Framing America

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  • Format: Hardcover
  • Copyright: 2002-10-01
  • Publisher: Thames & Hudson

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For more than a generation, critics and scholars have been revising and expanding the customary definition of American art. A tradition once assumed to be mainly European and oriented toward painting and sculpture has been enriched by the inclusion of other media such as ceramics, needlework, and illustration, and the work of previously marginalized groups such as Native Americans, African Americans, Latinos, and Asian Americans. Now, in a brilliant combination of original scholarship and synthesis, Frances Pohl's Framing America provides the first comprehensive survey of this new, enlarged vision of American art.

Here are the many strands of North America's history and visual culture: the first contacts of the Spanish with the Aztecs and other Native Americans; the post-Revolutionary definition of nationhood; the visionary feeling for landscape and nature; the images of social and military conflict of the nineteenth century; and the tempering of the twentieth century's heady plunge into modernism by the Depression, World War II, the Cold War, and the culture

Author Biography

Frances K. Pohl is Professor of Art History at Pomona College, California.

Table of Contents

Prefacep. 9
Art and Conquestp. 13
The Spanish and the Aztecsp. 16
The Northern Territories of New Spainp. 22
France Bringing the Faith: the Northeastp. 41
The Exploration of the Mississippi and Mississippian Culturep. 49
A Protestant Presence in Americap. 54
The Art and Architecture of the Northern British and Dutch Coloniesp. 58
Products of the Needle and the Chiselp. 66
Foreign Wars and Domestic Unrestp. 69
Defining Americap. 73
Representing the Revolution and Its Aftermathp. 74
Presidential Poses: Images of George Washingtonp. 83
Architectural Symbols of a New Nationp. 93
An Architecture of Disciplinep. 98
Nationhood and Native Americansp. 104
The Schooling of the Nation's Artists: Samuel F. B. Morse and the National Academy of Designp. 112
The Entrepreneurial Spirit and the Production of American Culturep. 118
Nature and Nationp. 129
Nature and the Sacred in Native American Artp. 131
God, Nature, and the Rise of Landscape Paintingp. 134
Thomas Cole, Federalism, and The Course of Empirep. 139
Edward Hicks and The Peaceable Kingdomp. 144
Landscape Painting at Mid-Century: Frederic Edwin Church and the Luministsp. 146
Native Americans as Naturep. 152
Depicting the "Looks and Modes" of Native American Lifep. 155
Nature Transformed: Settling the Landscapep. 163
Woman as Nature: The Nude, the Mother, and the Cookp. 171
Nature Morte: Still Life and the Art of Deceptionp. 175
A Nation at Warp. 185
The War between the United States and Mexicop. 186
Mexican Culture as American Culturep. 191
Prelude to the Civil War: Representing African Americans and Slaveryp. 197
Race and the Civil Warp. 204
Images of Reconstructionp. 211
Monuments to Freedomp. 217
Native Americans in the Popular Press: Harper's Weekly and the Washita River Massacrep. 224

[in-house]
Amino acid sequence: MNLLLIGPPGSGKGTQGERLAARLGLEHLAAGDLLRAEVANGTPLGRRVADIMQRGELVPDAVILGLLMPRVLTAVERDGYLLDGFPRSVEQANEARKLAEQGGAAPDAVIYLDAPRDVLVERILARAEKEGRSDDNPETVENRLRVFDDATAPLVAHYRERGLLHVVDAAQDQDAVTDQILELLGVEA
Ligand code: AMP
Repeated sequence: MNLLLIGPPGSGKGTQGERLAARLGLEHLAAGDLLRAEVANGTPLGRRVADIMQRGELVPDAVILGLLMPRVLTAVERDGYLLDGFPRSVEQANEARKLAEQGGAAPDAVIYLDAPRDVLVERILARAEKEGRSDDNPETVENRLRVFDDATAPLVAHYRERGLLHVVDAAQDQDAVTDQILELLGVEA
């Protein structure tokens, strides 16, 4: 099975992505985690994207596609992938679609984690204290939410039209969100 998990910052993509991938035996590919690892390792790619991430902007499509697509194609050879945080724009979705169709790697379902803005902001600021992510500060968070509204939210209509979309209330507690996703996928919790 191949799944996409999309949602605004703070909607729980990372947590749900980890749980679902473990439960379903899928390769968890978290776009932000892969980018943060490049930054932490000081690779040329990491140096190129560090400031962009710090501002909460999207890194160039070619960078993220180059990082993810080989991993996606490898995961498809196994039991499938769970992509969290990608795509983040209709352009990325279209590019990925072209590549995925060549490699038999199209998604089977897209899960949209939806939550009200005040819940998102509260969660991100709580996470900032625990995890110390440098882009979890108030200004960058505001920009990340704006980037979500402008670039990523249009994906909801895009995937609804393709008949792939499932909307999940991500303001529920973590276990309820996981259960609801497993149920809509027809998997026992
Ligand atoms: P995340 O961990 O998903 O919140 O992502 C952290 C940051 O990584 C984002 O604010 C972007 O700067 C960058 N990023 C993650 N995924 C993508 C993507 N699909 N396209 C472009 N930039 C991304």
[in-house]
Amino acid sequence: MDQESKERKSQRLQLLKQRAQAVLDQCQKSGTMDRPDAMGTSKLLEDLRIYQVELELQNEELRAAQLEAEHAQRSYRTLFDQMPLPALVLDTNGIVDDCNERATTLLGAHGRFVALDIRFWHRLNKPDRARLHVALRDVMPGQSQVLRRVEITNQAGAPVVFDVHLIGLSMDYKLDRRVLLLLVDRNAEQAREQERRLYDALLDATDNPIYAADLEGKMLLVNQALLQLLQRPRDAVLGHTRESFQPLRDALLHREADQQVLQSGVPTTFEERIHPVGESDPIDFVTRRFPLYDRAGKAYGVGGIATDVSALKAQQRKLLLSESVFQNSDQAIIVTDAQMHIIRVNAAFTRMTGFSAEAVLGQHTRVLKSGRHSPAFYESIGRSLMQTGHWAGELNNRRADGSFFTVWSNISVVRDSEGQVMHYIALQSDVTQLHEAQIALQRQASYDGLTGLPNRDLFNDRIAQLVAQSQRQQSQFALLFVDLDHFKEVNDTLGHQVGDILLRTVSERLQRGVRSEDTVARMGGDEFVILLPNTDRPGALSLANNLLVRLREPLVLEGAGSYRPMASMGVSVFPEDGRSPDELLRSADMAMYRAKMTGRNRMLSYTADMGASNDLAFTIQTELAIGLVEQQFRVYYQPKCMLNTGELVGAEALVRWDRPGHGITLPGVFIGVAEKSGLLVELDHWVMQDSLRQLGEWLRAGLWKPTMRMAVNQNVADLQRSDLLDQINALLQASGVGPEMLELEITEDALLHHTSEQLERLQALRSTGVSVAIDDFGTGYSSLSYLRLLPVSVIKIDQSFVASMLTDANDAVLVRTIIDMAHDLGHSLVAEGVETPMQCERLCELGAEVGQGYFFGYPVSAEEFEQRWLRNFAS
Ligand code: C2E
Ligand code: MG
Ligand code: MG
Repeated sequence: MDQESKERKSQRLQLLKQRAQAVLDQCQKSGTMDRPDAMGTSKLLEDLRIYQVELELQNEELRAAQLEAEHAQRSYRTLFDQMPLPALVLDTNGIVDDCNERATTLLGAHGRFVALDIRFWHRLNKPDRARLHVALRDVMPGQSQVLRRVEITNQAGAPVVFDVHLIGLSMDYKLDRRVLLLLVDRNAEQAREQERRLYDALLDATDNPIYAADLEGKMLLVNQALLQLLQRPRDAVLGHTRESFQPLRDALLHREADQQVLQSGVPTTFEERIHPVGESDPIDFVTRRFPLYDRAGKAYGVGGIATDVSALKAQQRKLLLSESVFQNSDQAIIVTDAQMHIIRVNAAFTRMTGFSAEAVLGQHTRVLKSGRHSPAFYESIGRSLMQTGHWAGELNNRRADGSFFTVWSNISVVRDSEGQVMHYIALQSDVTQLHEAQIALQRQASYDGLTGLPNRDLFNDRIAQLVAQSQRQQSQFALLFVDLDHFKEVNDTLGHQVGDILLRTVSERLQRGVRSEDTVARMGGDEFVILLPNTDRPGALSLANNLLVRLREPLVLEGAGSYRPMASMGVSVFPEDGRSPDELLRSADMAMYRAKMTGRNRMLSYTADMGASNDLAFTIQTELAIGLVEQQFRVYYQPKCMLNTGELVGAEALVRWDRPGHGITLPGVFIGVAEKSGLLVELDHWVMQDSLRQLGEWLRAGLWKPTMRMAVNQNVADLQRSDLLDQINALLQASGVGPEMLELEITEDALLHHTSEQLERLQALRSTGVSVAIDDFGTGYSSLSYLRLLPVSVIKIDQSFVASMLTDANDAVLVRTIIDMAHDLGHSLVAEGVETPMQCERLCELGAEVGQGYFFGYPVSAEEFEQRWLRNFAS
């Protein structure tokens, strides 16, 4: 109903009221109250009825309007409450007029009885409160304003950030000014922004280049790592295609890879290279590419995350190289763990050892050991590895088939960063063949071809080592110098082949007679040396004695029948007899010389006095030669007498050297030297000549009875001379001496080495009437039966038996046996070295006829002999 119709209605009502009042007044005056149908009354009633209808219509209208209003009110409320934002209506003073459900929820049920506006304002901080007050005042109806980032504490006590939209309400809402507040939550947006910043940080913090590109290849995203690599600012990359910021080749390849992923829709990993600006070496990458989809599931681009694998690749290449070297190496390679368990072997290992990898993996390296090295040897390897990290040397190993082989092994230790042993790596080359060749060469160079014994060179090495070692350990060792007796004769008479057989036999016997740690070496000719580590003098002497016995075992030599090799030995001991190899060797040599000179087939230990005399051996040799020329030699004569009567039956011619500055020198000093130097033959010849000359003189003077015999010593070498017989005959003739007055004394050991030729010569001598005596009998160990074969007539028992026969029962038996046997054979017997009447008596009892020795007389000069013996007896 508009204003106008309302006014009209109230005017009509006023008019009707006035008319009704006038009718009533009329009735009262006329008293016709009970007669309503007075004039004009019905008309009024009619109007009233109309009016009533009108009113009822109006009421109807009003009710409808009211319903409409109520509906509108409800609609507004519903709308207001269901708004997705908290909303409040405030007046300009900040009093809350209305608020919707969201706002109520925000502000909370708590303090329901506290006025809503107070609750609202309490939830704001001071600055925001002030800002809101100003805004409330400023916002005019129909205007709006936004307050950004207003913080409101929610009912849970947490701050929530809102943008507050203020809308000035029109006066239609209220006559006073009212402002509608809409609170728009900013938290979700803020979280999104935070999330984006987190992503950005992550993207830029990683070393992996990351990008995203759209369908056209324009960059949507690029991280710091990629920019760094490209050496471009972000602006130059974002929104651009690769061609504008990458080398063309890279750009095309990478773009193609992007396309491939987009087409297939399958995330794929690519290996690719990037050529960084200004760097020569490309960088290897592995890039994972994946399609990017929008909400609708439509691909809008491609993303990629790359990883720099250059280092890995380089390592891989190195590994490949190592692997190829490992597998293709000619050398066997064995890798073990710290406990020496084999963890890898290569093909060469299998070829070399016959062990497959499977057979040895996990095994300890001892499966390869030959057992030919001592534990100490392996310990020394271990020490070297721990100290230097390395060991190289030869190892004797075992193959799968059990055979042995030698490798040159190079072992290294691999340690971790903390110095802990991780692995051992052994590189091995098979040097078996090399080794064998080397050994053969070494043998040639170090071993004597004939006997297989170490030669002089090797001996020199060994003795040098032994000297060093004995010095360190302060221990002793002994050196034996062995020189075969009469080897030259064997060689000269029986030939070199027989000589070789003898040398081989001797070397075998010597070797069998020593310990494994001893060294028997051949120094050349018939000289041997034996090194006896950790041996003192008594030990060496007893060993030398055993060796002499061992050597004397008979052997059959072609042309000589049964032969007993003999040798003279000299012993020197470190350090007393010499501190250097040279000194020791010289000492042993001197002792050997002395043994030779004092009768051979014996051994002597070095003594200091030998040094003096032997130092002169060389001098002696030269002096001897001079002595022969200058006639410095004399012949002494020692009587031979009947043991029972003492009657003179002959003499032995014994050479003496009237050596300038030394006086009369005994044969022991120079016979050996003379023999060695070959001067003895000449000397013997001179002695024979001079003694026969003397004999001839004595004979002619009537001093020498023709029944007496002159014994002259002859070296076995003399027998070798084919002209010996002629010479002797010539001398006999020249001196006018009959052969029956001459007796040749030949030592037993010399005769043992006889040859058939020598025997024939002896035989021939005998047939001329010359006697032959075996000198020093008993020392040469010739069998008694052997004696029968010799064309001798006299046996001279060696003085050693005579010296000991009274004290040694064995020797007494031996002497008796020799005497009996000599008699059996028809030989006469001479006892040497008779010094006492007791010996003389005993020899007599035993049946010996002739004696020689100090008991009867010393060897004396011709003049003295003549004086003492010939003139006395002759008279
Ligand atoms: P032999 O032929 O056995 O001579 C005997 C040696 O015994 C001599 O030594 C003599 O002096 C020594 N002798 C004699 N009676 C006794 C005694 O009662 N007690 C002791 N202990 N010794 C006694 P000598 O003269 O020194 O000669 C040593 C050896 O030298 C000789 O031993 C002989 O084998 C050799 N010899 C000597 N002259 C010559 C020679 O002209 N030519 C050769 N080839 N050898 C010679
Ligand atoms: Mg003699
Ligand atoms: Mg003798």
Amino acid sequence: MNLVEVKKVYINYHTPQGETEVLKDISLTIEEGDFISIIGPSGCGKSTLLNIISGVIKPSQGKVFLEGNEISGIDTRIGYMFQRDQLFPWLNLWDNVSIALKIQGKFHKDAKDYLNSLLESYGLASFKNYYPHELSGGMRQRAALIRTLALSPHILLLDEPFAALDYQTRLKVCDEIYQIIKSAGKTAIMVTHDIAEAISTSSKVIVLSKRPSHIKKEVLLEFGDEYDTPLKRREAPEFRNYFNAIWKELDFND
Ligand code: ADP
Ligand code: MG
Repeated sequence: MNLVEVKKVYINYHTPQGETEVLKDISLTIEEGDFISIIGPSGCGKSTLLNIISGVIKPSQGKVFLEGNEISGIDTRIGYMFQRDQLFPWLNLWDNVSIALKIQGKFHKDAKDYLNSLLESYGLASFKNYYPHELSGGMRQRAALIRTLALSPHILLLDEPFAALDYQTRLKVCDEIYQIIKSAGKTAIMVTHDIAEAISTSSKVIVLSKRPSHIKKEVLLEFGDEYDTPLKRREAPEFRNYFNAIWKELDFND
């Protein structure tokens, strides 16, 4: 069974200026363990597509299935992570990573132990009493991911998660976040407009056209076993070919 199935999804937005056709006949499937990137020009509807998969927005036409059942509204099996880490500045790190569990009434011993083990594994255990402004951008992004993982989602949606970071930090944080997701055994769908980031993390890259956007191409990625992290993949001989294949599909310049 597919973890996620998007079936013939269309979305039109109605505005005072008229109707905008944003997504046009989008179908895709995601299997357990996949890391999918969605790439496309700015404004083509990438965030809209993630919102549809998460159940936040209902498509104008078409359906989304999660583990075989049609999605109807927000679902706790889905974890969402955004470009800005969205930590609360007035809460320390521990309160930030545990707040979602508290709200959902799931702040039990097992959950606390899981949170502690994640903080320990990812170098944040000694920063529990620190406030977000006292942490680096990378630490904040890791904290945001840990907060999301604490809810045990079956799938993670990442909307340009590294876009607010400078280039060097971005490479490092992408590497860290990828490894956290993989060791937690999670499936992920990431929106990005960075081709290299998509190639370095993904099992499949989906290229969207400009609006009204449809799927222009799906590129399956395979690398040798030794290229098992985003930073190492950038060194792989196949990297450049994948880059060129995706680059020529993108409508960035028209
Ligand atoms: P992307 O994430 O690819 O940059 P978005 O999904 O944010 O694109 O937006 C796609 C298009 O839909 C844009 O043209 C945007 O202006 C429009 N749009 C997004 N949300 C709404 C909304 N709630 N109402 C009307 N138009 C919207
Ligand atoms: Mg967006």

Encyclopedias of Experience: Native American Ledger Artp. 226
The End of the Ghost Dancep. 232
The Hampton Institute and Lessons in American Historyp. 236
Work and Art Redefinedp. 239
One Hundred Years of Independence: Taking Stock of America at the 1876 Philadelphia Centennial Exhibitionp. 242
Images of Workersp. 245
Celebrating the New Male Professionals: Portraits by Thomas Eakinsp. 252
The Female Body and the Rights of Women: the "Declaration of Sentiments" and Hiram Powers's The Greek Slavep. 258
Domestic Culture and Cultural Productionp. 260
The Feminine Ideal and the Rise of Aestheticismp. 269
Images of the Particular: Portraiture and "Trompe l'Oeil" Paintingp. 275
The Battle over Public Spacep. 282
The End of a Century: Art and Architecture and the World's Columbian Expositionp. 288
The Machine, the Primitive, and the Modernp. 301
Realism and the Ashcan Schoolp. 304
Modernism and the Avant-Gardep. 317
World War I and the Art of Reproductionp. 322
Modernism, Gender, and Sexualityp. 327
Escape to Mexicop. 337
Mexico in America: Imaging the American Southwestp. 343
The Harlem Renaissancep. 350
Art for the People, Art Against Fascismp. 363
A New Deal for Artp. 365
Modernist Architecture, Domestic Design, and Planned Communitiesp. 378
Alternative Visions: Urban Life and the Industrial Workerp. 381
Alternative Visions: The Corporate View of Industrial Americap. 391
Alternative Visions: Women at Work in the Cityp. 399
Alternative Visions: Rural Americap. 404
Art Against Fascism: The Popular Front and the American Artists' Congressp. 413
The War at Home: Japanese American Internment and American Patriotismp. 416
Social Surrealism, Abstraction, and Democracyp. 419
From Cold War to Culture Warsp. 429
Gestures of Liberation: Abstract Art as the New American Artp. 432
Pastiche and Parody: Another Take on the Realp. 445
Minimal Formsp. 456
Popular Art, Pop Art, and Consumer Culturep. 464
An Art of Protest: The Civil Rights Movement and the Vietnam Warp. 473
The Personal is Political: Feminist Art of the 1970sp. 483
Public Art and Public Interestp. 491
Is Less More? Re-evaluating Modernism in Architecturep. 496
Postmodernism and Artp. 502
The Culture Warsp. 512
Timelinep. 521
Bibliographyp. 526
Websitesp. 541
Acknowledgments for Illustrationsp. 542
Indexp. 546
Table of Contents provided by Blackwell. All Rights Reserved.

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